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It estimated that in April, federal pandemic unemployment compensation, which provides $600 per week in additional federal funds to tens of millions of newly unemployed Americans, "offset roughly 30 percent of the loss in private-sector wages and salaries" during the COVID-19 crisis.

The program was part of the coronavirus relief bill passed in March, which approved $2.

3 trillion in funds to stabilize the economy. Democrats in Congress are pushing to extend the program past its current expiration date in July.

Last month, the Democratic-controlled House passed a bill that would extend Federal Pandemic Unemployment Compensation through the end of January 2021.

Many Republicans, however, have said they want to let the program end. Senate Majority Leader Mitch McConnell said last month that the bille was "dead on arrival" and vowed that to fight an extension of the benefits. On Thursday, dozens of House Republicans signed a letter demanding the program be allowed to expire. They argued that the benefits are too generous and would harlm "employers' ability to incentivize employees to return to the workplace."

The joint committee report, however, suggested that this concern was "misplaced," and that economic research shows little indication that this is a major problem.

Rep. Don Beyer (D-VA), who serves as vice chair of the joint ommittee, said Friday that newly released unemployment numbers for May show that the program is vital.

Noting that "more than 20 million Americans remain unemployed," he said in a press release that it is "critical that we continue Federal Pandemic Unemployment Compensation and the Paycheck Protection Program, and get state and local governments the support they need. Workers and businesses need to know that we are all in this together and that we will provide them with support for as long as the economy remains weak."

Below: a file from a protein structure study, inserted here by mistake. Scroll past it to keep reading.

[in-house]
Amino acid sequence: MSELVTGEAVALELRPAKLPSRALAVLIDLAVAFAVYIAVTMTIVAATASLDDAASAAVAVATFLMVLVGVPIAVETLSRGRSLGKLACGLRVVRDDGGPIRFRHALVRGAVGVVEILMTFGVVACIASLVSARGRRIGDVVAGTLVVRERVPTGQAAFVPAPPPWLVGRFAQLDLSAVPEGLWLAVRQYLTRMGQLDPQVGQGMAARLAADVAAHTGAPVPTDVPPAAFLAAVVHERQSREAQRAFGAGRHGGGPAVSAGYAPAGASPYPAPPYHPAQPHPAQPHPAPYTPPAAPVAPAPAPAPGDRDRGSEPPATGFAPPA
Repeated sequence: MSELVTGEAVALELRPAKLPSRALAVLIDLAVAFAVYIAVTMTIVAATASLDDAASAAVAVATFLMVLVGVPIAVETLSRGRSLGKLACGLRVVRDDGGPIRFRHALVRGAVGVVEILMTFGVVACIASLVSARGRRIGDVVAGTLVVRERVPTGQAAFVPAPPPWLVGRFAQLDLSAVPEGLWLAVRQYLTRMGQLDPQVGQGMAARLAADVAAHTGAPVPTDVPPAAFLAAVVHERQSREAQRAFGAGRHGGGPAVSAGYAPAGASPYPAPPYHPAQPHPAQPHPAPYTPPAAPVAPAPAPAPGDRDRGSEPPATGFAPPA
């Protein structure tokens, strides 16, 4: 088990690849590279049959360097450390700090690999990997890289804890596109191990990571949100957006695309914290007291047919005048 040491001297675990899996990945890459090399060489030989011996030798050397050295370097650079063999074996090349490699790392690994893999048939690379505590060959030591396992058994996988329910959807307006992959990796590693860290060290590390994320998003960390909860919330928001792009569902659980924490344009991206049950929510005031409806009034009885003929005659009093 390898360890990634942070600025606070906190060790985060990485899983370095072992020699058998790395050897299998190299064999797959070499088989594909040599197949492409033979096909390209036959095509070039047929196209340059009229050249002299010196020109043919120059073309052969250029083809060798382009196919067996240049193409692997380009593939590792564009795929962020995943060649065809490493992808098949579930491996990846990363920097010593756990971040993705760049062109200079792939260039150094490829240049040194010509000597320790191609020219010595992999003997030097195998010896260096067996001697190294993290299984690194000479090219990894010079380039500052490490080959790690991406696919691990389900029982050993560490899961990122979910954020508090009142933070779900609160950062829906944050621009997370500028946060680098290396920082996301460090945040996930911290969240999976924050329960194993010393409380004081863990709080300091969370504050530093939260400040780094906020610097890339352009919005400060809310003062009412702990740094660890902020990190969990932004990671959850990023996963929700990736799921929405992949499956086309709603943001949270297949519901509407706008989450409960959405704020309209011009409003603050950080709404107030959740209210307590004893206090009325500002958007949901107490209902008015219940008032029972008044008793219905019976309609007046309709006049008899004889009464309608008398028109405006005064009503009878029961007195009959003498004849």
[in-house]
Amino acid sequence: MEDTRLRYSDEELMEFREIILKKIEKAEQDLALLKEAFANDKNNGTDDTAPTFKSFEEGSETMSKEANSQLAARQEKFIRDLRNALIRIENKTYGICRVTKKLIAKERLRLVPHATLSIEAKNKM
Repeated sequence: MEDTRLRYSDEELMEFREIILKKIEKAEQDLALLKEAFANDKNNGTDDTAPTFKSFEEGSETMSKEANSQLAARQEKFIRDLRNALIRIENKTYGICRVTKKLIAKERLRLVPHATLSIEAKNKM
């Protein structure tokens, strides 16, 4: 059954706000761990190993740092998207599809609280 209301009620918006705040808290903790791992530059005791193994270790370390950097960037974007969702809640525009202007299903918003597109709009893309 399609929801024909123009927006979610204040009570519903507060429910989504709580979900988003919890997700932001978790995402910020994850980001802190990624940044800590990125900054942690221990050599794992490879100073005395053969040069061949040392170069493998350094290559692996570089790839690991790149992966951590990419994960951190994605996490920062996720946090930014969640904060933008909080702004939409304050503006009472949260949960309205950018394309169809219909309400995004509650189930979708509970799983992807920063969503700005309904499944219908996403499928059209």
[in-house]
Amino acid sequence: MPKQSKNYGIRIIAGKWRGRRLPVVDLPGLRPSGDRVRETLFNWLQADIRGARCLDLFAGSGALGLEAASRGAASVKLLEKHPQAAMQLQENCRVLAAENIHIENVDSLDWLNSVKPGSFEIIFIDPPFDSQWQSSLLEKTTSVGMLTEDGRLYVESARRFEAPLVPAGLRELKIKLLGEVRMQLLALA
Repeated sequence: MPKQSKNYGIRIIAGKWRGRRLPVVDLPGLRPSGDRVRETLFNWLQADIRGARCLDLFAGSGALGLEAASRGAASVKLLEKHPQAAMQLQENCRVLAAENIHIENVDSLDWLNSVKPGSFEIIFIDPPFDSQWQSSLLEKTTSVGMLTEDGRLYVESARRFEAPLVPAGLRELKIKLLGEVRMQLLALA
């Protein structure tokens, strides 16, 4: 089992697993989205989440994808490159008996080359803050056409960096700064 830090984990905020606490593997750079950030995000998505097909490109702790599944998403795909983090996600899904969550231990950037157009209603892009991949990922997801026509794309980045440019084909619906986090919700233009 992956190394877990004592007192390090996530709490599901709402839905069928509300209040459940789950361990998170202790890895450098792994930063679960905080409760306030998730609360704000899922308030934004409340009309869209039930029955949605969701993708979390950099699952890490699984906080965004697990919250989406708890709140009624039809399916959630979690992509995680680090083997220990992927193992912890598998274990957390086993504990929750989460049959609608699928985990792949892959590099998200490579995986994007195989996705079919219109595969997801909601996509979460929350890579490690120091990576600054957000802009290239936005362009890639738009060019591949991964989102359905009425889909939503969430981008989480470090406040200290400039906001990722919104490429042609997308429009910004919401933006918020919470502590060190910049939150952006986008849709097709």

Published with permission of The American Independent Foundation.

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New York Gov. Cuomo asks to buy Covid vaccine directly from Pfizer amid dose shortages

New York Governor Andrew Cuomo delivers remarks on the coronavirus disease (COVID-19) at the Riverside Church in Manhattan, New York City, U.S., November 15, 2020.Andrew Kelly | Reuters

New York Gov. Andrew Cuomo asked Pfizer CEO Albert Bourla Monday for the ability to buy Covid-19 vaccine doses directly from the company.

The request comes after an alarmingly slow start to the national vaccine rollout, with the country millions of injections short of the Trump administration's initial projections. As of Jan. 15, the U.S. had distributed more than 31 million doses and administered just over 12 million. Health officials had hoped to inject 20 million Americans by the end of 2020.

Cuomo, a Democrat, blamed the Trump administration for failing to send enough vaccine doses to his state. This week, he said, New York would receive 250,000 doses — 50,000 fewer than the week before.

In his letter to Bourla, Cuomo suggested Pfizer should be able to sell directly to his state, bypassing federal agencies, since Pfizer is "not bound by commitments that Moderna made as part of Operation Warp Speed."

"The company's decision to opt out of Operation Warp Speed, which the Biden administration plans to overhaul, puts it in a unique situation that could help us save lives right here in New York," Cuomo wrote.

Representatives for Pfizer and for the Department of Health and Human Services did not immediately respond to requests for comment.

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